Team Australia has won the inaugural Asia Pacific Sprint Cup in Adelaide (11 – 13 May 2018) after three days of exciting racing on West Lakes.
The first time event saw 136 junior and developing canoe sprint athletes compete in the Under 16, Under 18 and Under 21 age groups in the Olympic class events as well as mixed gender relay events. In its first edition, six countries competed at the event with athletes coming from Australia, Japan, Singapore, New Zealand, Tahiti and the Cook Islands. Points were awarded for each race with Australia winning the overall point score with 490 points ahead of New Zealand in second (407) and Japan in third (247).
The Asia Pacific Cup is a new event that started as a developing initiative between the founding partners Australia, New Zealand and Japan in response to the need for an international competition for developing athletes in the region.
“It was a fantastic regatta. It’s something we started to talk about probably twelve months ago as a developing initiative between Australia and New Zealand in the first instance and it grew to the point where we had 136 competitors and six nations and it became an outstanding event. Everyone enjoyed it and we had some really competitive racing, which was great to see,” initiator and Australian Canoeing National Pathways lead David Foureur explained.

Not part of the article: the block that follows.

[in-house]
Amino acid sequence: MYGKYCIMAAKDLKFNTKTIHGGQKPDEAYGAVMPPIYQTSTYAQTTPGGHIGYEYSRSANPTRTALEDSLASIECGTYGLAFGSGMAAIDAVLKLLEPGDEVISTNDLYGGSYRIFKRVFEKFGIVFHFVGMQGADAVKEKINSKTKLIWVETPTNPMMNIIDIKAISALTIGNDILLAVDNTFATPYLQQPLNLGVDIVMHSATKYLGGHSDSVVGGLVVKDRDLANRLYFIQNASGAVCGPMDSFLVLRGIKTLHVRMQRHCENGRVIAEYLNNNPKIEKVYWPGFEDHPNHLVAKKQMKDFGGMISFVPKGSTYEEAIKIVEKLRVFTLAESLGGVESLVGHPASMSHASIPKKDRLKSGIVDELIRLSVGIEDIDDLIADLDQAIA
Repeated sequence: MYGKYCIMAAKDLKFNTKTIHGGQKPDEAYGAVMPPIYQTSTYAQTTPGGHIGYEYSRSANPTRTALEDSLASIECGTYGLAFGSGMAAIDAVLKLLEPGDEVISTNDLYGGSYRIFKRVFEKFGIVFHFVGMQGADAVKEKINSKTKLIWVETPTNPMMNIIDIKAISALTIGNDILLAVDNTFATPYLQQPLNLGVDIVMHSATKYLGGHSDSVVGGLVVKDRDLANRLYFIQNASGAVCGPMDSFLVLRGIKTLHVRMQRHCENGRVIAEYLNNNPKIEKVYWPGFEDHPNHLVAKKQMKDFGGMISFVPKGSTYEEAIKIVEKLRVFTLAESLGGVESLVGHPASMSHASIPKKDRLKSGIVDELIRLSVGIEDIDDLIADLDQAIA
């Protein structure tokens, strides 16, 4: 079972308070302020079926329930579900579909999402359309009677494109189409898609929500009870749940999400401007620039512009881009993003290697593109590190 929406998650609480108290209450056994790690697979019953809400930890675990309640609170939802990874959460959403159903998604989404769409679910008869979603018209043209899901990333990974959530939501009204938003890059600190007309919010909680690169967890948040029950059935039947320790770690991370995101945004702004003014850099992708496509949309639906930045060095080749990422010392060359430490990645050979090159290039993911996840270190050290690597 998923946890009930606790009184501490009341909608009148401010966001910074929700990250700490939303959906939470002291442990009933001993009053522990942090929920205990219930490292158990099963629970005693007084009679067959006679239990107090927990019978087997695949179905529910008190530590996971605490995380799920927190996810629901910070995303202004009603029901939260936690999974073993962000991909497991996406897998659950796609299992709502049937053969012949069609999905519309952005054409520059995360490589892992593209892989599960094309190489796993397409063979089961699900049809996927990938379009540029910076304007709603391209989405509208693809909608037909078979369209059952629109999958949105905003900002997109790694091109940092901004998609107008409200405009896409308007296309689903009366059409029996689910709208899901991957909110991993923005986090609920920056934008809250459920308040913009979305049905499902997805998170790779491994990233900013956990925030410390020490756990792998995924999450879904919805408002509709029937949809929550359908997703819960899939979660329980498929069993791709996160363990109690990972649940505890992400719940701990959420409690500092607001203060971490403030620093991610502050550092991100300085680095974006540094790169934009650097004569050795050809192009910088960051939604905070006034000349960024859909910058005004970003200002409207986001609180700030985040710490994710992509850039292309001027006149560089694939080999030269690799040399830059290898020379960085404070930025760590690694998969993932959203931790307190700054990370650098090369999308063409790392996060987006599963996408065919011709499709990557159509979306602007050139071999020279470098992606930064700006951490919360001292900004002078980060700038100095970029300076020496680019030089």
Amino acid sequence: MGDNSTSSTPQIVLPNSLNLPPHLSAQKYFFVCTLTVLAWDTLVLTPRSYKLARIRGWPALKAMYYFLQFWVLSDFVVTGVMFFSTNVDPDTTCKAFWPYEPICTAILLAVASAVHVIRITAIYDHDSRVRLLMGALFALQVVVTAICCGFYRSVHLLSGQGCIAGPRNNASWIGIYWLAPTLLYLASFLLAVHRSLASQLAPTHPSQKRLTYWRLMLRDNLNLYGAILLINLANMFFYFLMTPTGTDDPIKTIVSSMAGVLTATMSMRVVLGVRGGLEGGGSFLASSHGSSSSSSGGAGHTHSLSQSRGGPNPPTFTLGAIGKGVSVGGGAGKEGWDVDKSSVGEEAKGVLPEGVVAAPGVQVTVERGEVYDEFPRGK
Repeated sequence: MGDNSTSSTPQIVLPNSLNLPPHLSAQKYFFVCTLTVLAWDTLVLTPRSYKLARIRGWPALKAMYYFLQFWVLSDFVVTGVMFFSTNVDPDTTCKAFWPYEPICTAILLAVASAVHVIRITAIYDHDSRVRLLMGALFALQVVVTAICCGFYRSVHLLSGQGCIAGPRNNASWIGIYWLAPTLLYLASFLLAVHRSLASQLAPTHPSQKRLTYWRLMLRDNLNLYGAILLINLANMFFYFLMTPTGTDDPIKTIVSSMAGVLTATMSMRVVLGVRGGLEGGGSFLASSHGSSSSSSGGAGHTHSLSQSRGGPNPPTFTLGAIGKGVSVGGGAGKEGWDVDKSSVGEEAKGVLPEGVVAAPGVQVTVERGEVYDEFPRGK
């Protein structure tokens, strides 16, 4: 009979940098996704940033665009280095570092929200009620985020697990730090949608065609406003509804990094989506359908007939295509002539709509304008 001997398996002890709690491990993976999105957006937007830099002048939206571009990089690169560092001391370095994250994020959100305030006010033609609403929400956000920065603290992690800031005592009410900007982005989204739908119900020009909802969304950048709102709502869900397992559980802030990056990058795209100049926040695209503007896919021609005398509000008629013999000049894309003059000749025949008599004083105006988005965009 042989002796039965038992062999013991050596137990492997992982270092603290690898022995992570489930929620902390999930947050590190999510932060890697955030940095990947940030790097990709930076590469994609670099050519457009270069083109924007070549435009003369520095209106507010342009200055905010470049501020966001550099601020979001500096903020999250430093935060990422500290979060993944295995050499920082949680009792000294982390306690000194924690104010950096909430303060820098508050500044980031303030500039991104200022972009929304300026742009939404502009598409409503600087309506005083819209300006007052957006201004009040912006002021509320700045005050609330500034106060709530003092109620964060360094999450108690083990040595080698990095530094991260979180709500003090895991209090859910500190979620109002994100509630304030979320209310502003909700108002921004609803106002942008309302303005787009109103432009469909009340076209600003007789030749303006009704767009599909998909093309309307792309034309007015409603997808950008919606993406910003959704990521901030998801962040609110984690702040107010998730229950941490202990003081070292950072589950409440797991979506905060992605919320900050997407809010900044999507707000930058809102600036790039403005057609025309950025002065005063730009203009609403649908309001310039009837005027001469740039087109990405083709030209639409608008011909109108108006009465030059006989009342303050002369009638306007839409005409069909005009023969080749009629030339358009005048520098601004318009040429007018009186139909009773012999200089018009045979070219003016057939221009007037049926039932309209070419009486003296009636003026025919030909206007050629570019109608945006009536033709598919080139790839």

“With this event, we can give our U16 athletes a great developing opportunity without a huge expense of going to Europe. Also, the timing in May is perfect and will benefit the athletes long-term. And for our U18 and U23 athletes who will head to the World Champs next it acts like a World Cup and gives them the sense of what’s going to happen when they move into the Senior ranks and into their World Champs in July,” Foureur added about the reasoning behind the event.
“The future is looking bright and winning the overall Asia Pacific Cup is fantastic, but New Zealand gave us a real challenge and Japan was a bit of a surprise pack. They came out and won a number of events, which was great to see. And to see Singapore here with a team of 26 along with Tahiti and Cook IslaMds was absolutely fantastic.”
Olympic Champion and three-time Olympian Ken Wallace (QLD) also came down to Adelaide to support the event, which he says is a “no-brainer” and an important initiative for the development of kayaking in the Asia Pacific region.
“We love racing the Europeans, but they are literally on the other side of the world, so we might as well race our neighbors and everyone in and around us first. This is a perfect platform for our up and coming athletes to practice their racing and strategize about how they are going to take on the rest of the world. We’re giving them the experience to race against each other and we are also helping some of the developing countries in the sport to get better in what they do and the sport will thrive from it,” Wallace said.